War photographer Lynsey Addario recounts over two decades of shooting photos in war-torn countries in her memoir. She goes from shooting amateur photos to becoming a prominent photographer as a Pulitzer and MacArthur Genius Award winner.
At a young age, Addario was introduced to photography while grappling with drastic family life: the extravagant parties hosted by her parents, her father coming to terms with his homosexuality and the family business losing customers as the bills stack up.
Addario escapes from one chaos to another, as she leaves the normalcy of college and New York City life to travel through South America. There, she takes on some of her first photography jobs for a small, local paper the Buenos Aires Herald.
Over the next few years, Addario takes initiative as a young, considerably inexperienced photographer and begins freelancing for the Associated Press and later covering South Asia while live in New Delhi, India. Soon after, Addario finds herself in Afghanistan to photograph oppression under the Taliban. This is her first taste of the weight of sexism in a significantly different culture. This becomes a reoccurring theme in her future work in the Middle East and Africa.
“The women also put my life of privilege, opportunity, independence, and freedom into perspective. As an American woman, I was spoiled: to work, to make decisions, to be independent, to have relationships with men, to feel sexy, to fall in love, to fall out of love, to travel. I was only twenty-six, and I had already enjoyed a lifetime of new experiences.”
When most people are enjoying their 20s and experiencing the common struggles of early adulthood, Addario changes her location numerous times, living internationally indefinitely. Calling Mexico City home, Addario finds herself shaken by the September 11 attacks as she stares back at the TV screen, being so far away from her childhood country and home. In her head she knows this means war, and it means she will soon be uprooting her life once again. Being a freelance photographer with experience covering Afghanistan, she knows it is only a matter of time before she is back on a plane. Moreover, she knows the uncertainty of time she will be working.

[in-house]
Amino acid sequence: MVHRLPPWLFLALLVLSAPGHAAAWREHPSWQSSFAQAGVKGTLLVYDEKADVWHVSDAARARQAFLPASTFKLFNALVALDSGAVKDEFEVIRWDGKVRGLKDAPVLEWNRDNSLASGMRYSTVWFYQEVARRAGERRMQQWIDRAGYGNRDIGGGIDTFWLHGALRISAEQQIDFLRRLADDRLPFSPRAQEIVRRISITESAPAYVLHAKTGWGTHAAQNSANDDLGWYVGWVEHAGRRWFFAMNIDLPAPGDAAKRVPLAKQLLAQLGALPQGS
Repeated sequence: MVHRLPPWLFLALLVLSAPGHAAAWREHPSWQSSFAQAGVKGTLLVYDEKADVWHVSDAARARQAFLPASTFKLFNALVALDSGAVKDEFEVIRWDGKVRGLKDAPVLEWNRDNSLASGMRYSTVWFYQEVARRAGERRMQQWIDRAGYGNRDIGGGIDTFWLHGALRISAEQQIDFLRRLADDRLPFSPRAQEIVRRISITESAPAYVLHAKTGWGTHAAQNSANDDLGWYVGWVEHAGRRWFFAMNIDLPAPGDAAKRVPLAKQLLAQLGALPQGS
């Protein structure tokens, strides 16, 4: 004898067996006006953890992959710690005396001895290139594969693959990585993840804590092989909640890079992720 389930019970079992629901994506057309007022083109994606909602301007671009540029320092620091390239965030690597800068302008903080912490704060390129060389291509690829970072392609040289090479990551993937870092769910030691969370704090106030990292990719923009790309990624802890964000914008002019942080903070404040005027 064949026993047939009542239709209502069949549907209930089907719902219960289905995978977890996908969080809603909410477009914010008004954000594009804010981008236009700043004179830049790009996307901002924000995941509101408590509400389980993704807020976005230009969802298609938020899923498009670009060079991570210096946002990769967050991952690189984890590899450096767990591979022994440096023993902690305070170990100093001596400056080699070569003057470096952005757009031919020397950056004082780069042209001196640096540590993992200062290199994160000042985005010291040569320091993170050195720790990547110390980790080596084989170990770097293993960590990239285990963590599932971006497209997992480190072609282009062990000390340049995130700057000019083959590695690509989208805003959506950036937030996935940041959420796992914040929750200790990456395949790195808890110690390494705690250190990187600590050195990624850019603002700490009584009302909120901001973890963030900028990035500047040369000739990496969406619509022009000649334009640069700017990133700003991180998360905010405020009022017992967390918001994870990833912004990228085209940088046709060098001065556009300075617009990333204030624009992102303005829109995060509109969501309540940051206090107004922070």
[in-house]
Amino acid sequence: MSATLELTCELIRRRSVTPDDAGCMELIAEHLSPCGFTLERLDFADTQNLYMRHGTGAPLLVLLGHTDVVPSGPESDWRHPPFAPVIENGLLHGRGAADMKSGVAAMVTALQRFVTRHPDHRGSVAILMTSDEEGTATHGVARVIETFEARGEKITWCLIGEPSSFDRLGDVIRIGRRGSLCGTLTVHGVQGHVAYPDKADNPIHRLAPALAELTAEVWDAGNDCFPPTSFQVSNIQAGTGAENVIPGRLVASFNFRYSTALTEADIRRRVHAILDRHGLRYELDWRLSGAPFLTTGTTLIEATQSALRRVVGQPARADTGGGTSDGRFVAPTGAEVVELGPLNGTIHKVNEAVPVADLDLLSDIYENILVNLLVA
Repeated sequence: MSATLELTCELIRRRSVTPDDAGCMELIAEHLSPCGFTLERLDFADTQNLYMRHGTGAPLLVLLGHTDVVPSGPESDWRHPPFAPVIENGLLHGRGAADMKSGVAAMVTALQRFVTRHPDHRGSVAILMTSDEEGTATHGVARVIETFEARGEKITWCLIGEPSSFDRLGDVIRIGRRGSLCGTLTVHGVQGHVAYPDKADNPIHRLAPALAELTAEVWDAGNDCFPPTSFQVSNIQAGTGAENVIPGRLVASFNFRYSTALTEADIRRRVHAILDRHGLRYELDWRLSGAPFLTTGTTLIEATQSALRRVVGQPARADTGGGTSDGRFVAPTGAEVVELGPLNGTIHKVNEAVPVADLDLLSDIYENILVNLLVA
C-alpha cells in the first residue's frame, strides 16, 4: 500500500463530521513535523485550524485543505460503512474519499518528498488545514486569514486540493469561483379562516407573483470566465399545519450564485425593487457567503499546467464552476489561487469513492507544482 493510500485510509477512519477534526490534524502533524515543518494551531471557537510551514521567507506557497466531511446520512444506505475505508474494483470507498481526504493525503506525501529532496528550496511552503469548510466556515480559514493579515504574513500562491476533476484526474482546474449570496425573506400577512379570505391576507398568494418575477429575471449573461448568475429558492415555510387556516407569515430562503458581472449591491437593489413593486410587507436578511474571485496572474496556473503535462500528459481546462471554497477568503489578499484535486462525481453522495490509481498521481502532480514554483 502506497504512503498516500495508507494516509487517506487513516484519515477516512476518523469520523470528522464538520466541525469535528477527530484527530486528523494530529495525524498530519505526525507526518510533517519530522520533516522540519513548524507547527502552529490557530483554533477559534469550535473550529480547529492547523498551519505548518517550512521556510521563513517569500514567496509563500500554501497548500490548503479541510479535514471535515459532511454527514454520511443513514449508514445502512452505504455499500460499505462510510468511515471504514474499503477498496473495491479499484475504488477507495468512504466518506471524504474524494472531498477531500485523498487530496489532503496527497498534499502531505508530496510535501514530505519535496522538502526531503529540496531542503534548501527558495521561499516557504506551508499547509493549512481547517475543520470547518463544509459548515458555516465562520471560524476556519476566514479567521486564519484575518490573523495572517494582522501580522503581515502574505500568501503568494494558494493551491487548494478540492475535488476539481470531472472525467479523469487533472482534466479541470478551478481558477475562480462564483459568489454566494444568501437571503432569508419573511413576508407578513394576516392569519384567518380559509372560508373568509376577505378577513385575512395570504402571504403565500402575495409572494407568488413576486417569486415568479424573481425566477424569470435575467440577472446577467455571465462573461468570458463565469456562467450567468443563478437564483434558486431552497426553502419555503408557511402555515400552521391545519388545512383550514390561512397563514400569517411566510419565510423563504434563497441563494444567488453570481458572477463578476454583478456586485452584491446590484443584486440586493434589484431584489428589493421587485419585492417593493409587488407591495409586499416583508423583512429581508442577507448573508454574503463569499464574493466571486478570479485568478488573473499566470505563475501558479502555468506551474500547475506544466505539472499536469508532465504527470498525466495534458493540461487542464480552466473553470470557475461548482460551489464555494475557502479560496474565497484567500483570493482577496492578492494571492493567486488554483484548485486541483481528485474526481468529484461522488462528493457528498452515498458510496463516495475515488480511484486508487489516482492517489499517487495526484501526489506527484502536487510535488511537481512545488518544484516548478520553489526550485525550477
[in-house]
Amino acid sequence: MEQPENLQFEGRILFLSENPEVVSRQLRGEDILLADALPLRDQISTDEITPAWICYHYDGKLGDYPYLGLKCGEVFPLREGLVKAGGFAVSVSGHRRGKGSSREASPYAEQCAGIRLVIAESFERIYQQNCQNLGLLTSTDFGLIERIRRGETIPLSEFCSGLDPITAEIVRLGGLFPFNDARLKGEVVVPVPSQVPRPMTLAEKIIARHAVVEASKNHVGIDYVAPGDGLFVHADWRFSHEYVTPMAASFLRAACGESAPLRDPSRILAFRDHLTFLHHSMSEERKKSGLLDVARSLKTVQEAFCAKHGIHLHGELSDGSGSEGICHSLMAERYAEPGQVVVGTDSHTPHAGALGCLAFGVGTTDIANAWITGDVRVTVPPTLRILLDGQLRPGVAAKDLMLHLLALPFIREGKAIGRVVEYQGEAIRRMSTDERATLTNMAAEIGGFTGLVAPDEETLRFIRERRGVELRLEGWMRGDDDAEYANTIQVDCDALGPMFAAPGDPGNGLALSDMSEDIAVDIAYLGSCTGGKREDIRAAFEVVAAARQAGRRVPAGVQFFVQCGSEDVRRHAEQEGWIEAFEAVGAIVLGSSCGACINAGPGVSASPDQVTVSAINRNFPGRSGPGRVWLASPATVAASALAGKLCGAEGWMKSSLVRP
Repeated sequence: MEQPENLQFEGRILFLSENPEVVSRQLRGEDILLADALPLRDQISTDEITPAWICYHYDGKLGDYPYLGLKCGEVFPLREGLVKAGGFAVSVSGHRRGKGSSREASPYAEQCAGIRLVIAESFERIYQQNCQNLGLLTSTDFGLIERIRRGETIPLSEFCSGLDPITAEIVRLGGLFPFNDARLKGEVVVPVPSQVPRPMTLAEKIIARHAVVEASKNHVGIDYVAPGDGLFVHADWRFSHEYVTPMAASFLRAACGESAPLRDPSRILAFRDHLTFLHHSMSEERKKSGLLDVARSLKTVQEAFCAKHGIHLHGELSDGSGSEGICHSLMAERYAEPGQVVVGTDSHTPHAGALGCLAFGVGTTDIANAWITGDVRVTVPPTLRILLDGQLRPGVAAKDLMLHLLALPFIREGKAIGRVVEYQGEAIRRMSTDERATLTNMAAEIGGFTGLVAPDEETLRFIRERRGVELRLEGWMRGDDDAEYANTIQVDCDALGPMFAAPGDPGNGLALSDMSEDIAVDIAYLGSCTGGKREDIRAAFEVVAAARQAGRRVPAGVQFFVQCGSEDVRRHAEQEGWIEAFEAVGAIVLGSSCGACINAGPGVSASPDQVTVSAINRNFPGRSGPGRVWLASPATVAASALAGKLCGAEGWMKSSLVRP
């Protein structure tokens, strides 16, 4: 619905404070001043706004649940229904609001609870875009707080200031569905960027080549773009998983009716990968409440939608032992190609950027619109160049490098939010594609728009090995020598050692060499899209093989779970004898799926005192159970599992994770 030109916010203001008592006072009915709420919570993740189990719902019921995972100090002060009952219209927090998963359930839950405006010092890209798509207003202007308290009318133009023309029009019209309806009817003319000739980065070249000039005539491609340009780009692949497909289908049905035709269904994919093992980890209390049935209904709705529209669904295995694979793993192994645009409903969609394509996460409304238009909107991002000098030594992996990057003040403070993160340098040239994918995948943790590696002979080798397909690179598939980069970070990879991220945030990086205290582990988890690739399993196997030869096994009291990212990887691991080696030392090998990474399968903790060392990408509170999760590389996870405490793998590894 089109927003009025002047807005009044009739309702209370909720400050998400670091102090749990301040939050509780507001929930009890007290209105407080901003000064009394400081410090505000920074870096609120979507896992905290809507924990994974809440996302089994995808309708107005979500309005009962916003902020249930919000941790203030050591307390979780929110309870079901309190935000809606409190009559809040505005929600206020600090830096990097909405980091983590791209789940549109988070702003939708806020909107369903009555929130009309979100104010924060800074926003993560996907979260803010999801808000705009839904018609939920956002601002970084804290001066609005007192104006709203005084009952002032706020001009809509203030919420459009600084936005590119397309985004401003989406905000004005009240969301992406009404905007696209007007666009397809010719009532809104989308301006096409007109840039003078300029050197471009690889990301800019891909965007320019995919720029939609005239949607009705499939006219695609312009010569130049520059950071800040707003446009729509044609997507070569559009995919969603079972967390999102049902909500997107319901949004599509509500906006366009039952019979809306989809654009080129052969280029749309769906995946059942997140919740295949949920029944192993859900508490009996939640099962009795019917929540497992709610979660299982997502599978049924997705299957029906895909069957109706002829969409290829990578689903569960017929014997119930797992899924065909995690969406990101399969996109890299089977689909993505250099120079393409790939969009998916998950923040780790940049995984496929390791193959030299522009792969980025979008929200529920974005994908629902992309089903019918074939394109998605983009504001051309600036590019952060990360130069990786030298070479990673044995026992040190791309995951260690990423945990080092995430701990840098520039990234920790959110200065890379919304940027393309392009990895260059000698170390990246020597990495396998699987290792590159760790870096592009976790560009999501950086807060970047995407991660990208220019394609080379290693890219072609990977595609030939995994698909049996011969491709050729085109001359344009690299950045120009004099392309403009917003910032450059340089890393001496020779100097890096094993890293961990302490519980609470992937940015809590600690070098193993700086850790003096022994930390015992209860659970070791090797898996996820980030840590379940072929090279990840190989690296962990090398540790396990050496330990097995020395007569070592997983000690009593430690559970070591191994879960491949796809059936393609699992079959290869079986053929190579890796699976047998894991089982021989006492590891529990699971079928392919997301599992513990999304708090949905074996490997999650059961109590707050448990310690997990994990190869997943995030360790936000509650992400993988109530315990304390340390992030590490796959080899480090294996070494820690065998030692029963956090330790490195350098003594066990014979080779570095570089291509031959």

“But when I am doing my work, I am alive and I am me. It’s what I do. I am sure there are other versions of happiness, but this one is mine.”
Addario not only explains the expected hardships of being a war photographer, living and working in life-threatening situations, but she enlightens the readers of the extent of what is being jeopardized as a result of the career choice. The reader is taken out of the context of the front-lines and understands what is falling apart in her personal life: the inability to have a normal romantic relationship and the inability to step away from her career to enjoy significant family moments or weddings of old friends. She explains how taking time off as a woman in the career is unacceptable and warrants being forgotten.
“If I took a month off, I was likely to be replaced by one of the other, say, two hundred freelancers vying to get my assignments. If I took six months off to have a baby, I believed I would be written off by my editors. I was in a man’s profession.”
More than anything, Addario documents on the first-hand conflict that most are fortunate enough to never experience. She speaks of violence, sexual assault, being kidnapped, cultural gaps and injustice worldwide.
Like any good journalist, Addario leaves the reader feeling better informed and educated in a way that a news segment could never convey. A vulnerable telling of events over a fulfilling lifetime as a conflict photographer, Addario displays the lessons she was grateful to learn while having the ability to accept and share a strong love for her husband and her son.
“Photography has shaped the way I look at the world; it has taught me to look beyond myself and capture the world outside. It’s also taught me to cherish the life I return to when I put the camera down. My work makes me better able to love my family and laugh with my friends.”
It’s What I Do is being produced into a film directed by Steven Spielberg and starring Jennifer Lawrence.